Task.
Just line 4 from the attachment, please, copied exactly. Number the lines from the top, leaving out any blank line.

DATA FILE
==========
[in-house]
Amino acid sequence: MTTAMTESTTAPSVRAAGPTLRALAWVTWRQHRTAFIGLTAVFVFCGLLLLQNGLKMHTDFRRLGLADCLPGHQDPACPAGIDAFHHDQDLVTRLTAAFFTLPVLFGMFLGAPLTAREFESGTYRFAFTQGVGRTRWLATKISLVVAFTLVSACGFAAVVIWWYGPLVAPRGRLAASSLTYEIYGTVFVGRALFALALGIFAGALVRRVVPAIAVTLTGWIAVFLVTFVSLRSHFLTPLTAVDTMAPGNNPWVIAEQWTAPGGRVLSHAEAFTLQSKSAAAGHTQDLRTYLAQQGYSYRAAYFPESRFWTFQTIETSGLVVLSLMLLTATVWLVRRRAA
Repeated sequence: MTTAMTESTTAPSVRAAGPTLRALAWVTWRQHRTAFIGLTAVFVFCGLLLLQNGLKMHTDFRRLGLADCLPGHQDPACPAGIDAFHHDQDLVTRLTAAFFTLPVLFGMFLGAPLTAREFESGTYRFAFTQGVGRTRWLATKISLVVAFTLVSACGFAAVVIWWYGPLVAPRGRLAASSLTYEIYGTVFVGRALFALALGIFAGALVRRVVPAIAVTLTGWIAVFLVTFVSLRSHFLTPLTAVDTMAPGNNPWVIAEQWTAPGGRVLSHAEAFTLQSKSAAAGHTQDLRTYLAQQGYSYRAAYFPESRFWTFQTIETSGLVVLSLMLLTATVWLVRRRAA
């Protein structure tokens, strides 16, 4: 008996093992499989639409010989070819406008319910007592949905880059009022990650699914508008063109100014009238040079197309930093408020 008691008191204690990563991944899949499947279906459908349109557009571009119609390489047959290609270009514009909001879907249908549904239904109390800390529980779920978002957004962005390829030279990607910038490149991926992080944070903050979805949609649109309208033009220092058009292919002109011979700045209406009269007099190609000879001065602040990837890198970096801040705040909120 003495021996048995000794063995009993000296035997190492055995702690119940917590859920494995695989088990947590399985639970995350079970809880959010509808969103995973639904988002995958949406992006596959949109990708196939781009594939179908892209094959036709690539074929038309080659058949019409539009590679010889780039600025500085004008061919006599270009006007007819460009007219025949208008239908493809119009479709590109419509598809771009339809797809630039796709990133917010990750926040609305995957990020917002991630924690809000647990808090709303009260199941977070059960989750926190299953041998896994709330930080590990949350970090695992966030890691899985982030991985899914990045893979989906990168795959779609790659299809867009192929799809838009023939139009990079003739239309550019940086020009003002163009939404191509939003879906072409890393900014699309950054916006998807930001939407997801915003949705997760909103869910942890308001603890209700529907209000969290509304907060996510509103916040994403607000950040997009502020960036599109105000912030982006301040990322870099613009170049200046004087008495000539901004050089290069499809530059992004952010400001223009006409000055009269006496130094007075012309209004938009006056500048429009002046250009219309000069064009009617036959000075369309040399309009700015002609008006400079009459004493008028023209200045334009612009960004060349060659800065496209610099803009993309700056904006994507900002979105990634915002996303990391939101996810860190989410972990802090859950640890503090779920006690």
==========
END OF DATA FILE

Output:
């Protein structure tokens, strides 16, 4: 008996093992499989639409010989070819406008319910007592949905880059009022990650699914508008063109100014009238040079197309930093408020 008691008191204690990563991944899949499947279906459908349109557009571009119609390489047959290609270009514009909001879907249908549904239904109390800390529980779920978002957004962005390829030279990607910038490149991926992080944070903050979805949609649109309208033009220092058009292919002109011979700045209406009269007099190609000879001065602040990837890198970096801040705040909120 003495021996048995000794063995009993000296035997190492055995702690119940917590859920494995695989088990947590399985639970995350079970809880959010509808969103995973639904988002995958949406992006596959949109990708196939781009594939179908892209094959036709690539074929038309080659058949019409539009590679010889780039600025500085004008061919006599270009006007007819460009007219025949208008239908493809119009479709590109419509598809771009339809797809630039796709990133917010990750926040609305995957990020917002991630924690809000647990808090709303009260199941977070059960989750926190299953041998896994709330930080590990949350970090695992966030890691899985982030991985899914990045893979989906990168795959779609790659299809867009192929799809838009023939139009990079003739239309550019940086020009003002163009939404191509939003879906072409890393900014699309950054916006998807930001939407997801915003949705997760909103869910942890308001603890209700529907209000969290509304907060996510509103916040994403607000950040997009502020960036599109105000912030982006301040990322870099613009170049200046004087008495000539901004050089290069499809530059992004952010400001223009006409000055009269006496130094007075012309209004938009006056500048429009002046250009219309000069064009009617036959000075369309040399309009700015002609008006400079009459004493008028023209200045334009612009960004060349060659800065496209610099803009993309700056904006994507900002979105990634915002996303990391939101996810860190989410972990802090859950640890503090779920006690």